Power over Ethernet is a technology that allows IP phones, wireless LAN access points, security network cameras and other IP-based terminals to receive power, in parallel to data, over the existing CAT-5 Ethernet infrastructure without the need for any modifications. It is described in the IEEE 802.3af standard.
The most commonly used cabling in Europe is T568B:
Table 33-2 of the IEEE 802.3-2015 standard also allows alternative A (MDI-X) on the PSE side with the polarity reversed with respect to alternative A (MDI).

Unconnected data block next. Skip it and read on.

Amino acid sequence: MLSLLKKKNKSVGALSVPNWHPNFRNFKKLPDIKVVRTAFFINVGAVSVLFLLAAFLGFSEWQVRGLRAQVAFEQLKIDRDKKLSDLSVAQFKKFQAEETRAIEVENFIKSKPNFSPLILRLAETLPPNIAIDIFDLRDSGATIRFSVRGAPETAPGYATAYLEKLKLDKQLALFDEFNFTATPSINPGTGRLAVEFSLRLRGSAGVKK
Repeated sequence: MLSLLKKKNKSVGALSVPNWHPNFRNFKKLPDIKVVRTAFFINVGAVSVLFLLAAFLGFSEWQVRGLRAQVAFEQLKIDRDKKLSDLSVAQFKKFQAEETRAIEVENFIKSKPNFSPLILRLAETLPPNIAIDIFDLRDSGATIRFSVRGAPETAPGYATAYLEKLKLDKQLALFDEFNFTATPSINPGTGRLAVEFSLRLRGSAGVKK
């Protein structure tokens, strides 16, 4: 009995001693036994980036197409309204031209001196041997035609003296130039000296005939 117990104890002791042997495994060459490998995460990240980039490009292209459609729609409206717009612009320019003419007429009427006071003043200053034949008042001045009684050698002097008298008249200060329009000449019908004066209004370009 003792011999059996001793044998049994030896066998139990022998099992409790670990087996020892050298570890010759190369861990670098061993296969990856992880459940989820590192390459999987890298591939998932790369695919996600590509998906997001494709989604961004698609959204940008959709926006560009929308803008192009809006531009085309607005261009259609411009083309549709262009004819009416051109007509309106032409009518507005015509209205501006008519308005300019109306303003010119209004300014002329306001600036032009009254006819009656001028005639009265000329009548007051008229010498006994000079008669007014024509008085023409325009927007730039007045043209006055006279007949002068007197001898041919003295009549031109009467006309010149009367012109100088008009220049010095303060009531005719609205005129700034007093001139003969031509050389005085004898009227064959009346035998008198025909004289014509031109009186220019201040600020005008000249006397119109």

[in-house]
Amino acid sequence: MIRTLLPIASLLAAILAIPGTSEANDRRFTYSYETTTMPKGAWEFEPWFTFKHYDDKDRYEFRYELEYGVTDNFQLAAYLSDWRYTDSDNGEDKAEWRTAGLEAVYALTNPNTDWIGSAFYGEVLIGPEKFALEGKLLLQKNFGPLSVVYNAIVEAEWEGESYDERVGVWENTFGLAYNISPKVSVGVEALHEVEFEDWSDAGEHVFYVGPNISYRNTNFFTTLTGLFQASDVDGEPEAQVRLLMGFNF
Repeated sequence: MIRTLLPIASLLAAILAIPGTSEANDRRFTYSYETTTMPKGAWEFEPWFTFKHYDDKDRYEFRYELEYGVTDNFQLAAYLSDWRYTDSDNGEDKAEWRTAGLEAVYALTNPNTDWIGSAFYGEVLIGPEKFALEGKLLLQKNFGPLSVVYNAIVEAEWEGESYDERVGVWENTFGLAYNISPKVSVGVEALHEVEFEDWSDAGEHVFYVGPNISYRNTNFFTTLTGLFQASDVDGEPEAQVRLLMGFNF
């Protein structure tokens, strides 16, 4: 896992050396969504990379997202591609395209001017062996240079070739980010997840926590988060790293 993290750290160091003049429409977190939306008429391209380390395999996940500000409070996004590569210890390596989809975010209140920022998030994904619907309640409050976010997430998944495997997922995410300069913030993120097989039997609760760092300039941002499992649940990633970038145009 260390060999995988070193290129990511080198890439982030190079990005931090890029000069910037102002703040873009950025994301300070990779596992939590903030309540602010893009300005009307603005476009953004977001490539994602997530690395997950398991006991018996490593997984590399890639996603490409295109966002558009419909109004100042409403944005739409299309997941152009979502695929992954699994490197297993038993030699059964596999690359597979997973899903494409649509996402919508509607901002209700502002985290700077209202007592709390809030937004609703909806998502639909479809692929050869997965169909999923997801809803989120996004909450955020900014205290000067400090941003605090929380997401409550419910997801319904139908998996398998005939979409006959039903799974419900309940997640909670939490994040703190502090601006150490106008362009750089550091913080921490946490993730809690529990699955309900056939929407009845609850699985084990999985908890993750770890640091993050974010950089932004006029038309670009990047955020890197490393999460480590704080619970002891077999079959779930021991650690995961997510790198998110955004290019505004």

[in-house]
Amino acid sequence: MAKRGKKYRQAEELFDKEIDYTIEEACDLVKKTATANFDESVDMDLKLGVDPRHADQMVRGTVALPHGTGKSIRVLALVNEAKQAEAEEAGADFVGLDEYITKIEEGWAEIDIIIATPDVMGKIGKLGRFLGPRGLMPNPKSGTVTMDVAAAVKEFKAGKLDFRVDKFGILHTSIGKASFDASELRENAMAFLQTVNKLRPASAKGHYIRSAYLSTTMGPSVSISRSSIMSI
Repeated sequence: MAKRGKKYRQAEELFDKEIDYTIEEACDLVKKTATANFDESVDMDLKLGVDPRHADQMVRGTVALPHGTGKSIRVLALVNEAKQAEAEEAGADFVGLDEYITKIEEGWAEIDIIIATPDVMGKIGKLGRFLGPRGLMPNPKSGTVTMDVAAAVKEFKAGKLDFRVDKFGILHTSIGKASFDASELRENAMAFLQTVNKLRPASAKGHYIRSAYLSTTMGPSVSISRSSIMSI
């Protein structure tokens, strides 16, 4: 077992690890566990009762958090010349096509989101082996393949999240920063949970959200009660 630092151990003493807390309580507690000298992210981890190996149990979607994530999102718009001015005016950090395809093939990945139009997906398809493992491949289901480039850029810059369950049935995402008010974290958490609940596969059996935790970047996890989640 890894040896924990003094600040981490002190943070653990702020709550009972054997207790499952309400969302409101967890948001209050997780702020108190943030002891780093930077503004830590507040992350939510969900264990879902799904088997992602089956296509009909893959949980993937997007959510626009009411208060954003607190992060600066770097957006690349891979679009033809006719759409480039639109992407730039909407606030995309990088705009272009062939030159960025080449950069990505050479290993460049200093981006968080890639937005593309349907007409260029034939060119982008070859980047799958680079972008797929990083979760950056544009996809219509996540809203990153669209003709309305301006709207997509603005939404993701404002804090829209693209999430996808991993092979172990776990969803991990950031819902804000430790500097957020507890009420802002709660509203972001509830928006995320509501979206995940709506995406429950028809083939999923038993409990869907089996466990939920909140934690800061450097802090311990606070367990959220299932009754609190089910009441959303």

The original IEEE 802.3af-2003 PoE standard devices provide up to 15.4 W of DC power (minimum 44 V DC and 350 mA) to each device.
The new IEEE 802.3at-2009 PoE+ PoE standard provides up to 25.5 W of power. Some vendors have announced products that deliver up to 51 W of power over a single cable using all four pairs of Category 5 cable.
POE device-specific pinouts:
PoE-powered devices must meet the following specifications:
Maximum PoE UTP 5cat UTP PoE cable length.
Input voltage 9 V: < 30 m
Input voltage 12 V: < 60 m
Input voltage 24 V and above meets the IEEE 802.3af standard.